Travel Viet Nam - OEM Beverage Private Label

  • 7 Thing you Should Know Before Drinking Beer with a Vietnamese Person


    Saigon Green, a very popular beer in Ho Chi Minh City


    Pounding back beers is a popular activity in Vietnam. Beer consumption in the country is going up every year. In 2013, Vietnam was #1 in Southeast Asia for beer consumption per capita. Considering it is only #8 for per capita income, that’s pretty good (or maybe bad). Heineken predicts that in 2015, Vietnam will be their largest market. There are many restaurants that will plop a case of beer down next to your table, along with a bucket full of ice, and let you drink until you pass out or have to go pick up the kids from school.

     

    My landlord loves to “take beers” with me. Whenever I see him he invites me out. Last week, Sara and I had to pay our rent. Remembering the drunken sloppy night that was last rent-due-day, and the proceeding day’s hangover, I sent him a text message early in the day: Can you please come get the rent early, I have to go out for dinner with friends tonight. It was a lie that I told on behalf of my liver. He asked if I could drop it off on the way to my friend’s house. I agreed to meet him at a restaurant where he was drinking with his work friends. Of course, when we arrived he insisted we have a beer with him. I told him we only had one hour before we had to be at our friend’s house. He managed to drive four beers into me in that time.

    When drinking with a Vietnamese person, there are a few things to remember:

    1. Beer is served with ice… which isn’t necessarily a bad thing
      It’s hot in Vietnam. Ice is a man’s best friend, specially in a country where they eat dog. If the beer isn’t refrigerated, you’ll definitely want ice. If the beer does come cold, you still might want to drink it with ice. The slow watering down of the beer will help you get through the night. Also, the ice doesn’t affect the taste of the beer as much as you’d think. Only one large chunk is used and it’s replaced before it melts too much. A girl will swoop in with a pair of tongs, dip them into your drink, take the ice hunk out, and drop in a new one. You’ll have to get used to the fact that those tongs have been dipped in other people’s drinks. More beer will help with that.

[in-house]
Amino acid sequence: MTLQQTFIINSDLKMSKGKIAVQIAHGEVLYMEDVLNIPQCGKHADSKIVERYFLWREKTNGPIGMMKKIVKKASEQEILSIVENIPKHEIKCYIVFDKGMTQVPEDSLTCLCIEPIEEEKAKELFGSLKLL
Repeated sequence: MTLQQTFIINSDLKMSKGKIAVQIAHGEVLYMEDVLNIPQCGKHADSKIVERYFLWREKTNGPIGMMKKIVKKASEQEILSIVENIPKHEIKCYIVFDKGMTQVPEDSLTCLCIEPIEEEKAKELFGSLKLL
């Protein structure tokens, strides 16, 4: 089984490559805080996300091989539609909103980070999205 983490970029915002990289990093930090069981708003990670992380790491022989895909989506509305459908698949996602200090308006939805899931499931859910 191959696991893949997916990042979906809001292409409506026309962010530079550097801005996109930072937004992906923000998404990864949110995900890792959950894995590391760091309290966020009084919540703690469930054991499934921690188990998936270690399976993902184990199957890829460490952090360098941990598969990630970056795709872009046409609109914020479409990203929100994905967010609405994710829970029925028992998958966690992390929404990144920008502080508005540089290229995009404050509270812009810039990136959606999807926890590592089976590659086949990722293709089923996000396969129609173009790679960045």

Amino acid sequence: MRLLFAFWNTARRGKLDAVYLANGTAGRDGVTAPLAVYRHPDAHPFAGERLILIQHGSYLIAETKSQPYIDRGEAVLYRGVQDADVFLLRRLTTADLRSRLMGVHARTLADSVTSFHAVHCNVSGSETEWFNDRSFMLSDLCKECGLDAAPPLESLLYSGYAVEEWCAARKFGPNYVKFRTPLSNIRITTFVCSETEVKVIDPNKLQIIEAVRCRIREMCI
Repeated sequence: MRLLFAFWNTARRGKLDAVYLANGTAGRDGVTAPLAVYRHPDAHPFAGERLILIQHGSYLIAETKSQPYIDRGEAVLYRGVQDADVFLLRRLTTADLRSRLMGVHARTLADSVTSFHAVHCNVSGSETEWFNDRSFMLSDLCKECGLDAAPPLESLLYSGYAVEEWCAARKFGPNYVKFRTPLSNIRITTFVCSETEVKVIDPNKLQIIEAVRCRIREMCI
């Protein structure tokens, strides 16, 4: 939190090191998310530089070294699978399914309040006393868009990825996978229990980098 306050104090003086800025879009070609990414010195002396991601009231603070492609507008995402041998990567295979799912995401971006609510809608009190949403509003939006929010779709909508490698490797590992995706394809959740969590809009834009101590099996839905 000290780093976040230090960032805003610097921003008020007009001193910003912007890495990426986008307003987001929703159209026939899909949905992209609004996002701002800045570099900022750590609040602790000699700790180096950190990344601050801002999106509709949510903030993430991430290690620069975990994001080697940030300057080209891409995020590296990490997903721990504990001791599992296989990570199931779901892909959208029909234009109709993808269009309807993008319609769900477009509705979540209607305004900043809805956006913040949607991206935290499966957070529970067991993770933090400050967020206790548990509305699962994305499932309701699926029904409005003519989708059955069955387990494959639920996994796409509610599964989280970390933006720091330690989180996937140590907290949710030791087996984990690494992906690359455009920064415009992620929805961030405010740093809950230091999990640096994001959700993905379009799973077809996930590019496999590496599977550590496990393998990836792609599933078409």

2. If one person wants to drink everyone has to.
      Every drink must be preceded with the clinking of glasses. When you grab your glass, watch as your Vietnamese drinking companions grab theirs. Sometimes I pretend that I’m a gunslinger in the wild west. I hover my hand around the handle, wiggle my fingers a little bit, watch everyone else to see if their hands reach for their glasses, then grab it and lift it up for everyone to toast.
    3. Một, hai, ba, vô! (pronounced mot, hi, bah, yo)
      In English we say cheers, in Vietnam they say 1, 2, 3, cheers, usually while standing. I’ve also been told that vo means in, as in put the beer in your mouth. I heard that from a drunken Vietnamese person whose English is fairly bad, so take it for what it’s worth.
    4. It gets a little competitive
      If you notice your opponent companion watching you as you both chug beer down, it’s because they are watching to see when you will stop. They don’t want to be the first person to put down their glass. Things can get sloppy fast if you play this game. Sometimes challenges are delivered, “một trăm phần trăm” which means 100%. This is a challenge for you to chug the rest of your beer. Being a good drinker in Vietnam is seen as being a strong man. As a westerner, it is often assumed that you’ll be a good drinker, and that will be put to the test. Do not underestimate a Vietnamese person’s drinking abilities. Even though they are small, they can drink a lot.
    5. Food will most likely be ordered
      If you’re asked to go drink beers, there will probably also be food involved. Vietnam has lots of bar snacks that satisfy your hunger and make you want to drink more. Some examples: frog legs, chicken wings, snails, cockles, bo luc lac, and hột vịt lộn (duck eggs with a partially developed fetus in them). This is a great way to try new food — you’re slightly braver because of the alcohol, you have people there that will eat it if you don’t like it, and your Vietnamese friends will be happy to show you how to eat it.
    6. Going too far